They're nurturers and peacemakers. They are focused on relationships and making things work.  So I'm sitting here a little confused reading of the contretemps between the female lieutenant governor alleging that it is the mayor of Hoboken is lying and then vice-versa.  So I'm gonna have to think. It'll take me some time to work through this, 'cause I believed all of that.  Now my world is upside down.  I don't quite know how to process this. 

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RUSH:  I don't know.  This is tough trying to figure which one of these women is lying. One of 'em has to be. (interruption) So the lieutenant governor is blonde, and the mayor is brunette.  Is that relevant in determining which one of 'em's telling the truth?  I don't know.  Just asking.  The lieutenant governor seems a little bit more at home with makeup than the mayor.  Is there anything to learn from that?  I'm just asking. 

(interruption) Well, just in determining who's telling the truth.  I mean, one goes au natural, and we may be able to conclude, as an environmentalist there, the lieutenant governor is a bit more conventional.  I don't know.  I'm just... We gotta figure out who's telling the truth here.  There's a huge lie somebody's telling here.  This is big.  I mean, you got a mayor asserting that a governor told her she's not gonna get any hurricane relief aid unless she joins the governor's redevelopment project.

And the lieutenant governor says, "No, no, no! I never said that to her."  Well, how do we determine who's being truthful here?  Okay, you ask that: Who benefits the most from a lie? Or is it: Who benefits most from getting away with the lie?  You gotta get away with it, and I don't know the answer to that yet.  I guess we're just gonna have to watch this play out, but it's gonna be really tough because we've all been told that women in positions of power would not do this kind of stuff, that this is an exclusively province of men in politics. 

Now, Richard Sherman, very quickly, then we'll move on to other things. Like...

Did you know smoking increases your chances of your child being gay in adulthood?  This is UK Telegraph: "A neuroscientist has claimed a woman's lifestyle during pregnancy is directly linked to the development of their children, influencing whether they may be gay and having an impact on their IQ," and the more a woman smokes, the greater the likelihood the child will be gay in a adulthood.  Does this mean that we will see various gay political groups moderate their position on smoking?  We'll have to keep a sharp eye.  It's that kind of stuff in the news.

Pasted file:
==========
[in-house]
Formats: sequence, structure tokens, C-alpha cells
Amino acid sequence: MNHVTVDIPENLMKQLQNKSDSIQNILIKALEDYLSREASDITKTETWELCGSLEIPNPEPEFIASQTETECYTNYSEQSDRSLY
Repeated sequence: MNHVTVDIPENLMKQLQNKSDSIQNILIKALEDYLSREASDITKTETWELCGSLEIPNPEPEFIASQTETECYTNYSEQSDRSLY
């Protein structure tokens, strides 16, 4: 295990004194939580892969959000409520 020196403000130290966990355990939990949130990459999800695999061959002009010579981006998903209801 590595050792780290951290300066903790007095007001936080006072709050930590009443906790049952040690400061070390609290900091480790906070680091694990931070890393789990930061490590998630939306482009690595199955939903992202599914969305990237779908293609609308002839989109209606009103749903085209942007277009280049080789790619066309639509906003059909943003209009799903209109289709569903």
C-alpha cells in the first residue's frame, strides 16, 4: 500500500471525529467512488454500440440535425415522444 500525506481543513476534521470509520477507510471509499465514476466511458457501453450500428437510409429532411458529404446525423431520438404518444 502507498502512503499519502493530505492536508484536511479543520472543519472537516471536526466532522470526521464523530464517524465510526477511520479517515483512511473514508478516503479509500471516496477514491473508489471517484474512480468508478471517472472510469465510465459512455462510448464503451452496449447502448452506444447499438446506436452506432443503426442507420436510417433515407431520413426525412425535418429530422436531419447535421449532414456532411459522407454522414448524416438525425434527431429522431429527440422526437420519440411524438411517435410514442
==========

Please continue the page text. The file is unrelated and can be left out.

This New York Times headline: "For Christie and MSNBC a Messy Divorce Plays Out in Public View." It's like a soap opera, what's happening between MSNBC and Governor Christie. 

BREAK TRANSCRIPT

RUSH:  The mayor of Hoboken was asked, "Why did you wait eight months?"  And she offered up an answer that many women who have suffered alleged abuse at the hands of a predatory man say.  She said, "Well, I was afraid nobody would believe me." Why were you afraid nobody would believe you?  'Cause you're a Democrat?  (imitating Zimmer)  "Well, nothing else going on, everybody loves Christie, he's the king, he's crossing the aisle, here I come out and tell the truth, nobody would believe me eight months ago."  So that's what she's saying as why she didn't say anything about it until now. 

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RUSH: We start Quincy, Illinois.  Hi, Debbie.  You're up first.  It's great to have you here.  Hi.

CALLER:  Hi, Rush.  How are you doing?

RUSH:  Very well.  Thanks.

CALLER:  I called today because all this talk about Christie and the governor of Hoboken -- I'm sorry, the mayor.  Has anybody looked at the numbers?  I mean, they received money in the first round of all that over $300,000, according to an article, and I wondered how that compared to the others?

RUSH:  What article?

CALLER:  Oh, I don't know.  Something I found on my phone.  I just Googled in "mayor of Hoboken," and then there was an article that they had gotten like $326,000 in the first round.

RUSH:  So you're saying, then, based on your opinion having read the article is, that the mayor of Hoboken is lying?